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Since wedding photography is probably the largest branch in the photography industry worldwide, it has absorbed a lot of photographers and each have their own way of doing things. Surely, if a general overview was possible, you would see that most play but a set of unwritten rules and guidelines. Such is the universal recipe of the “holy trinity”, the ultra-wide lens, the standard zoom, and the telephoto zoom, with most brands.
In this article I won’t be talking about any specific lens, but rather about the focal lengths that I personally believe work best for weddings. Of course, choices depend on a number of things, including personal style, but I thought I’d share my personal selection of focal lengths for photographing these events. Keep in mind, all these are indicated for the full frame format.
Before you automatically label me as a “Canon guy” who uses the 16-35 f2.8L, let me just say that I still think it’s the best length even with a 14-24 f2.8 Nikon. Why? Because it’s the perfect solution for dealing with a number of situations, without ridiculously distorting the corners. These situations include the large groups that we all love to photograph and the crowded dance floors. It’s also a great focal length to shoot from waist level because it will still capture the full body and give a more natural perspective than that of eye level. Also, it can work magic at wedding photo shoots combined with some smart lighting. So, for wide angle, go with 16.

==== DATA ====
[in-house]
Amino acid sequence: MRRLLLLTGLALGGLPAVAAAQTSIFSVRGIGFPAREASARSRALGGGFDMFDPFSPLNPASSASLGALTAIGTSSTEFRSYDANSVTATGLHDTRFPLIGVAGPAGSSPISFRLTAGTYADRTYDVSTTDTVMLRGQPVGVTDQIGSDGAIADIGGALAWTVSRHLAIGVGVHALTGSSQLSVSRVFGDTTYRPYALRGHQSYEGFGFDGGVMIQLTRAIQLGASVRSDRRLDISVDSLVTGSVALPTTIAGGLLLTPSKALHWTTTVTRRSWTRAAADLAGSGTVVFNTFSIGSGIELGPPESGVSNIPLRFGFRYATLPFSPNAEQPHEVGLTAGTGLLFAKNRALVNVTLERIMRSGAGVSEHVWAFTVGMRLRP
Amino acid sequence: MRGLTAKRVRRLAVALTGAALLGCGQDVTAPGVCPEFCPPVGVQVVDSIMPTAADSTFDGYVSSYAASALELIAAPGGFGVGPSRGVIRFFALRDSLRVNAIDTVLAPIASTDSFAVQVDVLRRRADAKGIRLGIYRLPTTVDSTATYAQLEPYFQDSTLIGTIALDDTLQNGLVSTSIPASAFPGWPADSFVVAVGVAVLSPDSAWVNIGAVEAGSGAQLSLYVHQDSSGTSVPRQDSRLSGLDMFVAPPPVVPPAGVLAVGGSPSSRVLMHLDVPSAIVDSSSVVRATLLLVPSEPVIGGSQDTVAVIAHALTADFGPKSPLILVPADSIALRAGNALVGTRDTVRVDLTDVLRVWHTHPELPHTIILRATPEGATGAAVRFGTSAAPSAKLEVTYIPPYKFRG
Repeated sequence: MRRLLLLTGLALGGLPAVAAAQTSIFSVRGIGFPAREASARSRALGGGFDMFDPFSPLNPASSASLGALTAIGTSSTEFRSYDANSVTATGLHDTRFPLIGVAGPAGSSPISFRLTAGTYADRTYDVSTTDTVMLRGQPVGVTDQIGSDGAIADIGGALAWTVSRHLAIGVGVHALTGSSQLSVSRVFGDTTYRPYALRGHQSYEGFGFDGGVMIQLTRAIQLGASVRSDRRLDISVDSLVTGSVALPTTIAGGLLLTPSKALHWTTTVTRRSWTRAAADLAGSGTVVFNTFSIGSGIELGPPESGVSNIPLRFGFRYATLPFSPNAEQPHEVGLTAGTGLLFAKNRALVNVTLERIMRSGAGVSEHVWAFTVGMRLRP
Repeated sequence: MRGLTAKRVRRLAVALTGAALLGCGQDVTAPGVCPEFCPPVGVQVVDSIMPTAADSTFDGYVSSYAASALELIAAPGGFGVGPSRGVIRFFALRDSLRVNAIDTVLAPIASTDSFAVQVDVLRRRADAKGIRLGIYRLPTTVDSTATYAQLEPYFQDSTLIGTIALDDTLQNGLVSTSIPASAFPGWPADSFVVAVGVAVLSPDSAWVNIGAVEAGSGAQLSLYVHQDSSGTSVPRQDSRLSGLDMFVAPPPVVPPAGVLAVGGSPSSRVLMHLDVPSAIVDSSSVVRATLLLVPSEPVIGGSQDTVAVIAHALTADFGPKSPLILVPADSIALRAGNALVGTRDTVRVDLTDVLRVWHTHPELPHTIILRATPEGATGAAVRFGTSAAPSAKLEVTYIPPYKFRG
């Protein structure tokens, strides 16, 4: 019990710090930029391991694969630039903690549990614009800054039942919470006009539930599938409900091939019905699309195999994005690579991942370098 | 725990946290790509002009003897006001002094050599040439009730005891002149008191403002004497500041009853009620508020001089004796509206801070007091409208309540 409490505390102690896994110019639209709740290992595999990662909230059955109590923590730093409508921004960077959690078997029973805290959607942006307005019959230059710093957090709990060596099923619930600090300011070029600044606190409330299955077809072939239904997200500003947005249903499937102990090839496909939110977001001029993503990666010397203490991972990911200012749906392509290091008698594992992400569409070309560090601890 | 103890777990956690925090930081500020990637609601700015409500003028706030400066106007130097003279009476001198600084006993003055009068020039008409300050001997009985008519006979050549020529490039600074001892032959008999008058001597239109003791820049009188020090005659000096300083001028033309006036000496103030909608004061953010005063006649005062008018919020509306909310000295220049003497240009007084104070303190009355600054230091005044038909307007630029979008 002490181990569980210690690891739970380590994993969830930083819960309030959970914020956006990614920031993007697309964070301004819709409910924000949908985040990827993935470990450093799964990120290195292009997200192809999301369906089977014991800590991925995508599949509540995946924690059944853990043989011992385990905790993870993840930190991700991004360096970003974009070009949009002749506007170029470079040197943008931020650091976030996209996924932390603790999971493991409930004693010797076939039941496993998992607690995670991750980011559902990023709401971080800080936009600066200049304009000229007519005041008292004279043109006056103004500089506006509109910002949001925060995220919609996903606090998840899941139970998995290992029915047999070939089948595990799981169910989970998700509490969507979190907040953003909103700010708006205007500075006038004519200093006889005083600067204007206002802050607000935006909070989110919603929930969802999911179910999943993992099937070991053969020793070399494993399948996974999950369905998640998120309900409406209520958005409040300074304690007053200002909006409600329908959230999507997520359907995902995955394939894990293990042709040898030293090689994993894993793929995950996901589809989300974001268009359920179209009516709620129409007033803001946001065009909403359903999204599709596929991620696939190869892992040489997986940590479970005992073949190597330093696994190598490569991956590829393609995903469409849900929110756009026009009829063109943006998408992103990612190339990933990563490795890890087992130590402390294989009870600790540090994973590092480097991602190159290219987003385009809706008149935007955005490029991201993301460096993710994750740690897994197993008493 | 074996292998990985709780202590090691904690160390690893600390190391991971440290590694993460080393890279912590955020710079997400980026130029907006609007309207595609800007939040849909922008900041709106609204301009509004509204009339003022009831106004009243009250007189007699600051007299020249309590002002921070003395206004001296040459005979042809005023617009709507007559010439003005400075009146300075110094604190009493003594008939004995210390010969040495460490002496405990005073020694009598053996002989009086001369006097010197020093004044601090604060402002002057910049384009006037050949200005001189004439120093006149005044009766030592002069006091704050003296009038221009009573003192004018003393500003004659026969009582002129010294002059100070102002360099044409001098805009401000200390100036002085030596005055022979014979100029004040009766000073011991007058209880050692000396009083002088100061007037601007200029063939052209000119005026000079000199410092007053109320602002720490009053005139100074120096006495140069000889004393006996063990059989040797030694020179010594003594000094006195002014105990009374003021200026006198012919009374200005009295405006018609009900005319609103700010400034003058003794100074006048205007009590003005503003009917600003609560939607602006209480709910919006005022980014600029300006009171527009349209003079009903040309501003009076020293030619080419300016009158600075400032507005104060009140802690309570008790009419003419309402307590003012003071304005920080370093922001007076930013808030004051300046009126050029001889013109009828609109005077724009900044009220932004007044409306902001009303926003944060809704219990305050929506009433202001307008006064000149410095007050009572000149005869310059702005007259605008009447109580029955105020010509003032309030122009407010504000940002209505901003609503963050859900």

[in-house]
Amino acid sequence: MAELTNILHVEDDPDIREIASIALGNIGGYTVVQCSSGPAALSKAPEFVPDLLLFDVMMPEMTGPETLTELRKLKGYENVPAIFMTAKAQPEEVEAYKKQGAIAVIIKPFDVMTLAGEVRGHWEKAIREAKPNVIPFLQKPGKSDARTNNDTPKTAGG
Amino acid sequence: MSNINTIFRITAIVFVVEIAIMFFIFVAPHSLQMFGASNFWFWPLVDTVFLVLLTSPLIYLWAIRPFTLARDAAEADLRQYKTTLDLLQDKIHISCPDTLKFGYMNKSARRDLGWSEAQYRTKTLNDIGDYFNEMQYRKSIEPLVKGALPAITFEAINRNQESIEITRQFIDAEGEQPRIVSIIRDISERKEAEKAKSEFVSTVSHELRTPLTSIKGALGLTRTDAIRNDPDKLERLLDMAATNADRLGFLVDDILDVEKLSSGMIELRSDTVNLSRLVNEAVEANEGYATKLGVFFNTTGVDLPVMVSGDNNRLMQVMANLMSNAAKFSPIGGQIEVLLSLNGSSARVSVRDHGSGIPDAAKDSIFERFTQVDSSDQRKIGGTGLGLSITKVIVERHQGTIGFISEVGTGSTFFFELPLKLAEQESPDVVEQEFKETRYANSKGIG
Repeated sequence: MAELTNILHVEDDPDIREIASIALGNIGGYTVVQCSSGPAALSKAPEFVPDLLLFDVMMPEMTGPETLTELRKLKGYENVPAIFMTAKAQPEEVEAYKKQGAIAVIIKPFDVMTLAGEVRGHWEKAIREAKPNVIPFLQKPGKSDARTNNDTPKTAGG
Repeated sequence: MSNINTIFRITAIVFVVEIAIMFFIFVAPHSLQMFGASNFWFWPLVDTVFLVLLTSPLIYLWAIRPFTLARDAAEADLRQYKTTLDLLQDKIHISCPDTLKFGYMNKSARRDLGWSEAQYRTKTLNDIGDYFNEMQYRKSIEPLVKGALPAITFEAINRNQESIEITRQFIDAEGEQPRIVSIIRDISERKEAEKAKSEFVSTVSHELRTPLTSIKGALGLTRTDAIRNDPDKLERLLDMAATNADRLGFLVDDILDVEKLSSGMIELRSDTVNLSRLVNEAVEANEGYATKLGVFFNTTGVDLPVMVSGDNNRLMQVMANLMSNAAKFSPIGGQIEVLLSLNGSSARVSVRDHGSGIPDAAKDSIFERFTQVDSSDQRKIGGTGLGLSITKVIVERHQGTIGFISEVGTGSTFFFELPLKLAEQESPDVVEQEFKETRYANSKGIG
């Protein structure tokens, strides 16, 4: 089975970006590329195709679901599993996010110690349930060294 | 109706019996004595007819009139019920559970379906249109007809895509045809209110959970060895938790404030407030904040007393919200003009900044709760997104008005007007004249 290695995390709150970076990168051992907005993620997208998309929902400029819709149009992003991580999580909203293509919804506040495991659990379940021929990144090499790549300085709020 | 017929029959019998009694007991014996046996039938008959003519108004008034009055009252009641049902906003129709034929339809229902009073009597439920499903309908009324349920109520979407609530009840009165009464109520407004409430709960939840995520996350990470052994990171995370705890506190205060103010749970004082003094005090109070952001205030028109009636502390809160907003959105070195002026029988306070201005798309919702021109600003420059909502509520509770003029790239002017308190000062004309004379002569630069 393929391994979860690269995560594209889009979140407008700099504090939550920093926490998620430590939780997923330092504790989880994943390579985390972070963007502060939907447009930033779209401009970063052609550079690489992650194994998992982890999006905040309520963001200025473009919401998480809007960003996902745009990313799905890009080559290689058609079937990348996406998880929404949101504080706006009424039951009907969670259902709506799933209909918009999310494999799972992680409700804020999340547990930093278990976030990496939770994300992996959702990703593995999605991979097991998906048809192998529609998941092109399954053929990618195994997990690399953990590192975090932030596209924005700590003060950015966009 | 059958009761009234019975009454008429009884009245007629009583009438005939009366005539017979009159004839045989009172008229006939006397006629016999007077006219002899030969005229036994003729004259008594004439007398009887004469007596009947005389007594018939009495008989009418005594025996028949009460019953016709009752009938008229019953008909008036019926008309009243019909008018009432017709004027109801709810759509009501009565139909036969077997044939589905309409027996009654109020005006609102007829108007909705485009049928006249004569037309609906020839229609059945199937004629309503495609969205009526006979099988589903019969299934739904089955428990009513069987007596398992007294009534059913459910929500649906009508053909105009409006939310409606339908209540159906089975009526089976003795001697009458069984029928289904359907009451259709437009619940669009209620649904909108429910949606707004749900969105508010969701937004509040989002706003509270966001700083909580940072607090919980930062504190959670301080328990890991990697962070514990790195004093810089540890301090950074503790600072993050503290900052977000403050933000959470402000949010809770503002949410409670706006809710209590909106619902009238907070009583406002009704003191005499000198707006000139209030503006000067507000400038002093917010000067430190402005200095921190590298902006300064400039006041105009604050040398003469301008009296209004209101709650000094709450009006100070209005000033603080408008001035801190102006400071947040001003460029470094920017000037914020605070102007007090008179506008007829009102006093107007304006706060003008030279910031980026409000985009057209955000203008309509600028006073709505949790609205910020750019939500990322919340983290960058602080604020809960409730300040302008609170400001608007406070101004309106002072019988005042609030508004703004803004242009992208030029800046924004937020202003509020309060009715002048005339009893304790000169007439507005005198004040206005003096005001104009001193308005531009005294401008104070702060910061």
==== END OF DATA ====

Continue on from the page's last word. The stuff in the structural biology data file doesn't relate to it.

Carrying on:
I found myself using this focal length a surprising number of times recently on my 24-70mm f2.8 standard-as a uniform- lens. They didn’t make it the universal range for nothing. It’s very versatile and you can do anything from portraits to even small groups. Ideally, it should be used as a prime, and as you might have guessed it, the faster the better. Be advised though, f1.2 isn’t for everybody. Accurate focusing can be a pain in the rear, but if you get it right, the results can look amazing. Not to mention the awesome way a fast 50mm prime will handle the less photography friendly places like churches.
It’s kind of hard to pick between this and 85mm. The 85 is, according to many voices, the ideal length for portraits, yet sometimes when I use it I feel the need for a bit more space between me and the bride and groom. There are just some moments that need to be stolen so to speak, and for that, 85mm is a bit too short. Why not full telephoto at 200mm? Well, this might be just a personal thing, but I don’t like to keep too far from the action, nor do I like to be right in their faces. 135mm lets me have a balance between these two extremes and that’s why I wish both Canon and Nikon would add the option of locking any focal length you want. But that’s another story.
Copyright: Olena Zaskochenko